The 45th edition of the mammoth fair, including 285 galleries from 34 countries, includes the customary Unlimited and Statements sections, which feature large-scale projects by single artists and solo shows by emerging artists respectively. There’s also Parcours, introduced in 2010, featuring artworks in the streets of Basel; Edition, which features galleries showing editioned works and multiples; and the new project, 14 Rooms, featuring performance art and curated by the Serpentine’s Hans Ulrich Obrist and Klaus Biesenbach of New York’s Museum of Modern Art.

Collectors like Maja Hoffman, curators including Okwui Enwezor and artists such as Mark Bradford were seen scouting the booths.

The customary gallery giants were, as expected, selling multi-million dollar works, like the multinational White Cube, which moved Damien Hirst’s Nothing is a problem for me (1992) for just under $6 million, and David Zwirner (New York and London), which sold a Jeff Koons sculpture for $5 million. Several galleries that usually showed on the second floor, where contemporary art is concentrated, this year moved downstairs for the first time and featured a combination of classic works alongside more contemporary artists.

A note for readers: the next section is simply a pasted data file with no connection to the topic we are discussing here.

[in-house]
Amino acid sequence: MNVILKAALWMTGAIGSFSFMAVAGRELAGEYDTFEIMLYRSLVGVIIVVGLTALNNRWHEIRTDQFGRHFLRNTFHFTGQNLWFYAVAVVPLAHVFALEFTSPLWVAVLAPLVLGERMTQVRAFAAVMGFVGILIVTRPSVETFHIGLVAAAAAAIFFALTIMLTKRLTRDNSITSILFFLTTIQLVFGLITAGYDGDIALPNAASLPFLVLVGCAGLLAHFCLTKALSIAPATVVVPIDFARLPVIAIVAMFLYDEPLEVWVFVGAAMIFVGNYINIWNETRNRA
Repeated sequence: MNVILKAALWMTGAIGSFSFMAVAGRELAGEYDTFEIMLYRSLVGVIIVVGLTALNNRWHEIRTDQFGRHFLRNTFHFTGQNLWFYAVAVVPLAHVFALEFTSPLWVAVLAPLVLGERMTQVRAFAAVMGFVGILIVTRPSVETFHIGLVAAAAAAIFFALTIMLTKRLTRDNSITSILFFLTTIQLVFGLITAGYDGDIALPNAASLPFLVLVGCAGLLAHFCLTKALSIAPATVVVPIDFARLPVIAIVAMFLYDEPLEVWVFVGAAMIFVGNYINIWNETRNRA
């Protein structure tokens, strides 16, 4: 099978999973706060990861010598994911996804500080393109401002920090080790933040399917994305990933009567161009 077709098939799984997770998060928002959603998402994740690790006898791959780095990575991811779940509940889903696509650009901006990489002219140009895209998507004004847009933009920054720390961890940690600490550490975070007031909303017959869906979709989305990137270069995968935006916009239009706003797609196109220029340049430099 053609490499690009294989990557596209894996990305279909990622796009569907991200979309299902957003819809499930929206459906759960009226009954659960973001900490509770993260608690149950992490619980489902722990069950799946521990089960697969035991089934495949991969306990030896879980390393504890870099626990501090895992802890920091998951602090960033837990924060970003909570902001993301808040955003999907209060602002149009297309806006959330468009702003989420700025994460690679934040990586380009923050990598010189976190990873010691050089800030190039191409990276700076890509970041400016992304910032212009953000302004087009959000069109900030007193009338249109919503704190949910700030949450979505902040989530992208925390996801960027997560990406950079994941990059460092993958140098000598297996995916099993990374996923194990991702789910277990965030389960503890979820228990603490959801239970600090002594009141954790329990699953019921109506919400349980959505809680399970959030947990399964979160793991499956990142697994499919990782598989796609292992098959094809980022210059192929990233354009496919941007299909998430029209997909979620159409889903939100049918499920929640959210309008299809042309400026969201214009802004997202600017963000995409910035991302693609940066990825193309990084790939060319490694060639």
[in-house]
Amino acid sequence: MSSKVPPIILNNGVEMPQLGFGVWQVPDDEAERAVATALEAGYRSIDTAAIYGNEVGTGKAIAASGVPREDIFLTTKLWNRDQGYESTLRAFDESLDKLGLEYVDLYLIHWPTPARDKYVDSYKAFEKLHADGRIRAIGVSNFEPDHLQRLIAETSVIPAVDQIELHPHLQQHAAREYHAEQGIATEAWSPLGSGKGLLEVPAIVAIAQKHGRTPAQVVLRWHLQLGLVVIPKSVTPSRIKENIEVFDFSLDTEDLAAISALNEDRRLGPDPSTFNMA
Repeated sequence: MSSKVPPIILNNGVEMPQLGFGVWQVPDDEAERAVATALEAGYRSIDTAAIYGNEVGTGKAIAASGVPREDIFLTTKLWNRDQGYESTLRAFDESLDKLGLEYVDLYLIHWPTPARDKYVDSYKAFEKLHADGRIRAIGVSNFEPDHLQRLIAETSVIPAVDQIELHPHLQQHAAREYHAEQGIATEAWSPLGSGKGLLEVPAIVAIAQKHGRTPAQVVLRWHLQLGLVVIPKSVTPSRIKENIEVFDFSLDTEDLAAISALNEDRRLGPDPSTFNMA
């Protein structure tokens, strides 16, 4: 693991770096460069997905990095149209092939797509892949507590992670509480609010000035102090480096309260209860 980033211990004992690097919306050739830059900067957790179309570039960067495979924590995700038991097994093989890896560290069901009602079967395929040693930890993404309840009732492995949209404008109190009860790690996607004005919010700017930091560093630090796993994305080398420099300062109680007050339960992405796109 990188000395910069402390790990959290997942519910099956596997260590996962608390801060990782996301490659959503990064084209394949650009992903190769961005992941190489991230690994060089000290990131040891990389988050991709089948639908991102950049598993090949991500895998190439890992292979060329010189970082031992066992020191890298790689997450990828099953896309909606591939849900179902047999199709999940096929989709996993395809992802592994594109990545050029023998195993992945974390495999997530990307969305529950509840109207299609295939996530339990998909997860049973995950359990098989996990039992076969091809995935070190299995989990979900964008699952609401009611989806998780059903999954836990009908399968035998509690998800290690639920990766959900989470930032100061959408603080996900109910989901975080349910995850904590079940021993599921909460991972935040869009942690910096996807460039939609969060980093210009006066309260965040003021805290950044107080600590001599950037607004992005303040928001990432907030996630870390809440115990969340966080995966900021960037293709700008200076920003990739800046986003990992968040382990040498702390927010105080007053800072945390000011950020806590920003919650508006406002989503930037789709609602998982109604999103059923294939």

New York dealer Andrea Rosen told A.i.A. that she had sold more than 80 percent of her booth by 1:30, two and a half hours into the preview. She opted to show contemporary art along with historical works because “the juxtaposition heightens the experience.” She reported that work by both older and younger artists was selling equally well. She had found a buyer for an untitled 1957 wood sculpture by Carl Andre that sold for $275,000; Polish sculptor Alina Szapocznikow’s Lampe-Bouche,(1967), was on offer, was priced between $417,170 and $516,000. She’s also offering contemporary artists such as the American Michael St. John, whose sculptures are priced at $25,000-$35,000.